He said it was proposed at 30 percent and is now 19 percent.

Community colleges train students for “real jobs that are putting money back into the economy immediately,” the senator said.

“It’s up to us to take that to our budget leaders. We see the value of higher education. We see the value of vocational tech,” he said.

Concerning school construction, Culver called for a way to lower the cost.

“We know we need new schools. We need some kind of help,” he told state officials. Three new structures have been built in six years, he said, “and we have to just stop  and take a breath.” Next, there will be a request for a new Beaver Run Elementary, he said.

As the subject turned to the zero-waste mandate, Culver said the county is well ahead of compulsory recycling. Although 20 percent is essential, Wicomico now recycles 35 percent. Wicomico is so successful, he said, that officials will aid Worcester County.

“We are making $150,000 on our recycling now and we will help Worcester.  We’re all becoming, realizing, we are together. We have great communication between Worcester commissioners and the Somerset County commissions. We have a lot of fun at MACo talking to each other, kidding each other, but we really are willing to help each other,” he said. He was referring to the Maryland Association of Counties.

However, he said, reaching zero waste isn’t possible. “There is just no way to do that,” he told state officials.

Regarding a push to have sprinklers required in new homes, Adams, who opposes control at the state level, processed pre-filing legislation to allow each county to decide if sprinklers should be mandatory.

If sprinklers are forced, Culver said new homes will be more expensive – up to $4 more per square foot, Adams said.  Culver asked for state help in getting tax credits for buyers. Mathias said the county has his support.

“We passed this bill in 2012. We had up to 2015 to adopt it. From the very beginning I’ve talked about a tax consideration, a credit, and I’ll be steadfast toward that end. I don’t get up in the morning and think about ways to hurt people. I get up in the morning and say, ‘What can I do to help people?’ I hear you loud and clear,” he said.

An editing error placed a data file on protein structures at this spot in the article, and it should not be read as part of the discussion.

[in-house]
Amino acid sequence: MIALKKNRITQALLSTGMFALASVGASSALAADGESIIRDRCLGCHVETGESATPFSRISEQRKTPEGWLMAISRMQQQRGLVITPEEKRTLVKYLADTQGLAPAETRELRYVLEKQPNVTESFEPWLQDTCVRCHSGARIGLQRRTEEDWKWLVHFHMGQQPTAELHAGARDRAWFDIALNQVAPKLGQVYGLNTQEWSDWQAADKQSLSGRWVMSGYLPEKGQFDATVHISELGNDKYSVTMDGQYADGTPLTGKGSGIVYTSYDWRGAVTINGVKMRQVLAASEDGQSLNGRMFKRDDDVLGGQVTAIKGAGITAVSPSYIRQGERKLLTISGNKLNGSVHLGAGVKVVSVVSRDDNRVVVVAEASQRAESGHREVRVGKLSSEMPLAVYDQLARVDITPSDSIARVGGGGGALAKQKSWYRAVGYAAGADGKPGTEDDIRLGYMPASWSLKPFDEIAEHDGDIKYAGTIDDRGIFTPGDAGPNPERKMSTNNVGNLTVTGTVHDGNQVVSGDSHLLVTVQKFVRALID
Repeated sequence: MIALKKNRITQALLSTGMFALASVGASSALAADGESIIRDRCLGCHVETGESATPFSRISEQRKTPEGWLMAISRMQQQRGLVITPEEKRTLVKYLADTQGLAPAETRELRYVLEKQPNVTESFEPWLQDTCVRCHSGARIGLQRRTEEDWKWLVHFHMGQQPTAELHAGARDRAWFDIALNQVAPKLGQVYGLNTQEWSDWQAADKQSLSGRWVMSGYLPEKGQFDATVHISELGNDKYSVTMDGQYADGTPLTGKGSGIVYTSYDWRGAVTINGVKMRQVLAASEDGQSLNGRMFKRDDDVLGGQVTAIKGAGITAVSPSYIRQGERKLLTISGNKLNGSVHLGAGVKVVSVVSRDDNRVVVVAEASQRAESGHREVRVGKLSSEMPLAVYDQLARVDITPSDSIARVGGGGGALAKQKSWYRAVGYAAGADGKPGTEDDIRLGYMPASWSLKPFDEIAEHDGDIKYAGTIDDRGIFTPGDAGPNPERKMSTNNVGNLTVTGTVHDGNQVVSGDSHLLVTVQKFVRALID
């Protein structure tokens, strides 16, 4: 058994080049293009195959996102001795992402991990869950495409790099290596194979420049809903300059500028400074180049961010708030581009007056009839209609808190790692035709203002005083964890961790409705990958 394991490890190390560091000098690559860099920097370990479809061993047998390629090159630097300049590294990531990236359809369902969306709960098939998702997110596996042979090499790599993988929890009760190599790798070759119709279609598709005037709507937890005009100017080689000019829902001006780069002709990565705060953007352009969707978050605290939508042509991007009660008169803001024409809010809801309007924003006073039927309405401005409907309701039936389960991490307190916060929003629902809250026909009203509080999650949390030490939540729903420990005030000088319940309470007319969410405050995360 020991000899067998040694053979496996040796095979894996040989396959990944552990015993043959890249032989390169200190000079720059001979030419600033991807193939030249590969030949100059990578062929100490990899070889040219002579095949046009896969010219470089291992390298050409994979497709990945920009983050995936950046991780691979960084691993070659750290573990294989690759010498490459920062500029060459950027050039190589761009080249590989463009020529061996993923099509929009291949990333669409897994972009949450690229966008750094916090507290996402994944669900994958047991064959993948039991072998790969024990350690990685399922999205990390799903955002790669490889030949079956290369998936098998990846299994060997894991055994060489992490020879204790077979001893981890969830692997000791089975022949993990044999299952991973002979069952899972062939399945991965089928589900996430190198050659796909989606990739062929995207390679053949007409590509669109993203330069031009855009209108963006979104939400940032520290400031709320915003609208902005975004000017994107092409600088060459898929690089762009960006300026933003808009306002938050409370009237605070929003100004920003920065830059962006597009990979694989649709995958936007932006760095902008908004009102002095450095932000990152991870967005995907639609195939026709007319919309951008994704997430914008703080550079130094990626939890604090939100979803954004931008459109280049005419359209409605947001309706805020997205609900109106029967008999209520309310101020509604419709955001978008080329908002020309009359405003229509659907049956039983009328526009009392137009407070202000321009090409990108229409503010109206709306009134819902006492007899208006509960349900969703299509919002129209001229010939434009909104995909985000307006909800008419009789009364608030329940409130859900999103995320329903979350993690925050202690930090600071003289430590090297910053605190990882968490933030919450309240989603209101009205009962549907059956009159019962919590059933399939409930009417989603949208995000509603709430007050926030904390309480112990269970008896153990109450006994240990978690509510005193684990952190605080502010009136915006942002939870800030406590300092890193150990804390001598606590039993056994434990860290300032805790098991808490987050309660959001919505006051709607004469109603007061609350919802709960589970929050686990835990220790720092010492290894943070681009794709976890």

Culver said he was told more people died by drowning last year than in fires. But if all swimmers in Ocean City were forbidden to go into the water without life jackets, “What would that do to Ocean City?” he asked.

Cannon suggested fire extinguisher stations in each room of homes instead of built-in sprinklers, but Sample-Hughes said one must be conscious, able to get to an extinguisher and activate it. In a home filled with smoke, “you might not be able to put a fire out,” she said.

“Sprinklers will save not only the property, but lives at the same time,” she said.

Anderton said he admires Adam’s legislation, but finds it difficult to believe it will pass statewide.

Mathias said there were 20 sprinklers in the room where they were meeting. “I do think there’s an argument for them. They save lives. But I’m committed and I’ll do my best” for the county, he said.

The meeting ended with discussion about the Wicomico County Board of Elections, whose officials want “something like 20 conference rooms” for training sessions, Culver said.

“It’s just asinine. We need somebody to look at this,” he said.

“You should see some of the things they are doing and they are telling us we have no choice, we have to pay it — hotels, this kind of stuff. They’ve gone out and hired these people and it’s just too much of a cost for us. Anthony is very good but we just can’t afford $110,000 a year,” Culver said, referring to the director of the Board of Elections, Anthony Gutierrez.

It was suggested the Board of Elections use the library for meetings, “but some people on the election board said the library is too dangerous,” Culver said.

“They said Downtown is unsafe.”